This study was a retrospective audit study of consecutive stroke admissions in the setting of an acute general medical unit in a district general hospital. The case-notes of patients admitted with stroke for a 6-month period before and after introduction of the pathway, were reviewed to determine data on length of stay, outcome, functional status, (Barthel Index, BI and Modified Rankin Scale, MRS), Oxfordshire Community Stroke Project (OCSP) sub-type, use of investigations, specific management issues and secondary prevention strategies. Logistic regression was used to adjust for differences in case-mix.
Results
N = 77 (prior to the pathway) and 76 (following the pathway). The median (interquartile range, IQR) age was 78 years (67.75–84.25), 88% were European NZ and 37% were male. The median (IQR) BI at admission for the pre-pathway group was less than the post-pathway group: 6 (0–13.5) vs. 10 (4–15.5), p = 0.018 but other baseline variables were statistically similar. There were no significant differences between any of the outcome or process of care variables, except that echocardiograms were done less frequently after the pathway was introduced. A good outcome (MRS<4) was obtained in 66.2% prior to the pathway and 67.1% after the pathway. In-hospital mortality was 20.8% and 23.1%. However, using logistic regression to adjust for the differences in admission BI, it appeared that admission after the pathway was introduced had a significant negative effect on the probability of good outcome (OR 0.29, 95%CI 0.09-0.99).
Conclusion
A clinical pathway for acute stroke management appeared to have no benefit for the outcome or processes of care and may even have been associated with worse outcomes. These data support the conclusions of a recent Cochrane review.
doi:10.1186/1472-6963-6-16
PMCID: PMC1403773  PMID: 16504101
7.  Prescription and dosing of urate-lowering therapy, rather than patient behaviours, are the key modifiable factors associated with targeting serum urate in gout 
Background
Long term serum urate (SU) lowering to a target of <0.36 mmol/l (6 mg/dl) is recommended for effective gout management. However, many studies have reported low achievement of SU targets. The aim of this cross-sectional study was to examine the clinical and psychological factors associated with SU targets in patients with gout.
Methods
Patients with gout for <10 years were recruited from primary and secondary care settings. SU target was defined as SU concentration <0.36 mmol/L at the time of the study visit. Both clinical and psychological factors associated with SU target were analysed. The relationship between SU target and measures of gout activity such as flare frequency, tophi, work absences, and Health Assessment Questionnaire-II was also analysed.
Results
Of the 273 patients enrolled into the study, 89 (32.6%) had SU concentration <0.36 mmol/L. Urate-lowering therapy (ULT) use was strongly associated with SU target (p < 0.001). In those patients prescribed ULT (n = 181), allopurinol dose, patient confidence to keep SU under control, female sex, and ethnicity were independently associated with SU target. Other patient psychological measures and health-related behaviours, including adherence scores, were not independently associated with SU target in those taking ULT. Creatinine clearance, diuretic use, age, and body mass index were not associated with SU target. Patients at SU target reported lower gout flare frequency, compared with those not at target (p = 0.03).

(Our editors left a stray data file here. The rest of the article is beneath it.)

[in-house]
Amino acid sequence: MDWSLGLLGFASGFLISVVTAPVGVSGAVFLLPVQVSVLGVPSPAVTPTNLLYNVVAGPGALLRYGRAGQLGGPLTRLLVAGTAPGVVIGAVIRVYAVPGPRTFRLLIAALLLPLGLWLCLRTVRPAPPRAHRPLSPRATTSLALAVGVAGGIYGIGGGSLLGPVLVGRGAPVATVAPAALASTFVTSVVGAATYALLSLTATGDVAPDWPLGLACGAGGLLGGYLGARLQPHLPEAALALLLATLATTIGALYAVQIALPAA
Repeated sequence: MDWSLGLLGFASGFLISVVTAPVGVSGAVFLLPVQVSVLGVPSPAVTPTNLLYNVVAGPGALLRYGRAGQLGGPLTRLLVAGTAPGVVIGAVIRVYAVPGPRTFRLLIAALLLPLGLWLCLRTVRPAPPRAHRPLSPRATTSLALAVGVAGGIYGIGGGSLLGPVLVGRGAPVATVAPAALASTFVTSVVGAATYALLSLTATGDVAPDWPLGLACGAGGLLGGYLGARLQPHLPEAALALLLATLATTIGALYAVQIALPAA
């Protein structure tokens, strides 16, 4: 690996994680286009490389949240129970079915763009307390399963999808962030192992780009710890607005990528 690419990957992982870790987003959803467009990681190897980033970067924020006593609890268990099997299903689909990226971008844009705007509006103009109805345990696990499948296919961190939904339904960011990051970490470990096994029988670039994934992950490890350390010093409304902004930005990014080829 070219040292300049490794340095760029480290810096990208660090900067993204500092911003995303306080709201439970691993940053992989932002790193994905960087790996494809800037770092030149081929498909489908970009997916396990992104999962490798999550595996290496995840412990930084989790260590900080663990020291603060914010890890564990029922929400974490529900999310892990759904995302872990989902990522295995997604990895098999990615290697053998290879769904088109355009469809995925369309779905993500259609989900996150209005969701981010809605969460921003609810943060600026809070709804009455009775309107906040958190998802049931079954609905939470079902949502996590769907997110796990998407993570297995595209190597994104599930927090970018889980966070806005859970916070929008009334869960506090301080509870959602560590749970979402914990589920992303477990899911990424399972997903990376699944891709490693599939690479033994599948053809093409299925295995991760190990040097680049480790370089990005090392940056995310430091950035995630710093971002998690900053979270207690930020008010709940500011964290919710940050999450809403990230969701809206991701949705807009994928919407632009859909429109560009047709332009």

Conclusions
ULT prescription and dosing are key modifiable factors associated with achieving SU target. These data support interventions focusing on improved use of ULT to optimise outcomes in patients with gout.
doi:10.1186/1471-2474-13-174
PMCID: PMC3493372  PMID: 22978848
Gout; Urate; Target; Allopurinol
8.  MRI bone oedema scores are higher in the arthritis mutilans form of psoriatic arthritis and correlate with high radiographic scores for joint damage 
Introduction
The aim of this study was to investigate the magnetic resonance imaging (MRI) features of bone disease in the arthritis mutilans (AM) form of psoriatic arthritis (PsA).
Methods
Twenty-eight patients with erosive PsA were enrolled (median disease duration of 14 years). Using x-rays of both hands and feet, 11 patients were classified as AM and 17 as non-AM (erosive psoriatic arthritis without bone lysis)by two observers. MRI scans (1.5T) of the dominant hand (wrist and fingers scanned separately) were obtained using standard contrast-enhanced T1-weighted and fat-saturated T2-weighted sequences. Scans were scored separately by two readers for bone erosion, oedema and proliferation using a PsA MRI scoring system. X-rays were scored for erosions and joint space narrowing.
Results
On MRI, 1013 bones were scored by both readers. Reliability for scoring erosions and bone oedema was high (intraclass correlation coefficients = 0.80 and 0.77 respectively) but only fair for bone proliferation (intraclass correlation coefficient = 0.42). MRI erosion scores were higher in AM patients (53.0 versus 15.0, p = 0.004) as were bone oedema and proliferation scores (14.7 versus 10.0, p = 0.056 and 3.6 versus 0.7, p = 0.003 respectively). MRI bone oedema scores correlated with MRI erosion scores and X-ray erosion and joint space narrowing scores (r = 0.65, p = 0.0002 for all) but not the disease activity score 28-C reactive protein (DAS28CRP) or pain scores.
Conclusions
In this patient group with PsA, MRI bone oedema, erosion and proliferation were all more severe in the AM-form. Bone oedema scores did not correlate with disease activity measures but were closely associated with X-ray joint damage scores. These results suggest that MRI bone oedema may be a pre-erosive feature and that bone damage may not be coupled with joint inflammation in PsA.
doi:10.1186/ar2586
PMCID: PMC2688232  PMID: 19126234